And the impact isn't in just one or two special cases like VDI boot, it's visible for just about every workload we've encountered so far -- even with modest amounts of flash. The headlines can be backed up with real-world data -- from both our testing labs and customer environments.
Doesn't really matter what we throw at it, the new FAST Suite delivers the goods.
If your data happens to live in file systems, don't forget about EMC FMA (file management appliance) which dynamically tiers data not only within an array, but across multiple file-serving arrays, including non-EMC ones.
The most recent version (FMA VE, or virtual edition) does this by running a modest VM anywhere in the environment.Block Compression
Block compression is turning out to be somewhat more useful for most customers in their non-backup environments than simple data deduplication alone.
Most storage dedupe schemes only show well when you've got a lot of very similar files -- say, when you're doing backup, or have boot images that look the same.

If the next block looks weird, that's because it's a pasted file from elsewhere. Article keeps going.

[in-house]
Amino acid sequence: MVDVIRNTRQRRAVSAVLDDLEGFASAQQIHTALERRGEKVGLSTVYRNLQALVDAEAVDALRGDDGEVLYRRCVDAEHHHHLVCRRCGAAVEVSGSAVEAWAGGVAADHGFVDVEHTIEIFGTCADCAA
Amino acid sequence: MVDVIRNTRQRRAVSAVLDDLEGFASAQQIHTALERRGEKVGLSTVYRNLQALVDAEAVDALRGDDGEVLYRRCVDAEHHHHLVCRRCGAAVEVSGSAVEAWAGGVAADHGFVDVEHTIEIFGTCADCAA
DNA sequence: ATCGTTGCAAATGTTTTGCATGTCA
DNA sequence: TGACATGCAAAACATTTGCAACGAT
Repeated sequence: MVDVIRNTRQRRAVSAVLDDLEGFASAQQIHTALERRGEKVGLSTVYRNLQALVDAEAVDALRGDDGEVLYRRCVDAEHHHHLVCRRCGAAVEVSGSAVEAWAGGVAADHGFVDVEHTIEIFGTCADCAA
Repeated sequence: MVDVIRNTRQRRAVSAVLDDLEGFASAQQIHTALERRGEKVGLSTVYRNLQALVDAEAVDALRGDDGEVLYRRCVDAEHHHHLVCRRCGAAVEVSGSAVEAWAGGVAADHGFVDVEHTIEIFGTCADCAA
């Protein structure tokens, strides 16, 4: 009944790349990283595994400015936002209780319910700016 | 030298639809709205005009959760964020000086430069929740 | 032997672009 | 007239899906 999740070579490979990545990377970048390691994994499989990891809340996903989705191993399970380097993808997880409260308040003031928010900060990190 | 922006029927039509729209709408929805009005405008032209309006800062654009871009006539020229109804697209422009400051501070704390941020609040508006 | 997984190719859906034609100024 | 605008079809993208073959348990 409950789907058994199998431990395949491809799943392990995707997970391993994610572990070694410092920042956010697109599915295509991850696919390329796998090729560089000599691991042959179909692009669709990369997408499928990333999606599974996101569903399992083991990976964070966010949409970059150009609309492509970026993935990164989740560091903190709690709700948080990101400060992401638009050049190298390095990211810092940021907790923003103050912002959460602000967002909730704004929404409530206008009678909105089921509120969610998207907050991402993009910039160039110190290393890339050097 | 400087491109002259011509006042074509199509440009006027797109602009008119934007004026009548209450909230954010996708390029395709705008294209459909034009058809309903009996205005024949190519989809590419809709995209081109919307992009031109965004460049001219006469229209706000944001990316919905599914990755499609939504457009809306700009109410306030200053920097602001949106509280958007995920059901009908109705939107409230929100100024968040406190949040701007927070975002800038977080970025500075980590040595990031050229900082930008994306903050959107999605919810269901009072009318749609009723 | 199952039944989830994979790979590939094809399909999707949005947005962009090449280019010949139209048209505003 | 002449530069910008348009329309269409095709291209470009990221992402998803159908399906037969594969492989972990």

Block compression, by comparison, not only handle those cases well, but can also wring excess out of just about anything you store, including the frequent cases where files *aren't* all that similar.
And, since it's such a low-level abstraction, it can work well for just about anything you put on it: databases, file systems, repositories, etc. As you can see from the graphic, results vary, but it's all considerably good.
And the results aren't highly dependent on having a lot of very similar files :-)
You've likely heard about it before, and it's now ready for our customers and partners. It took me a while to fully grok what Unisphere was all about, but I think I've got it now.
Originally, I saw it as a better and more simplified way to manage block and file storage.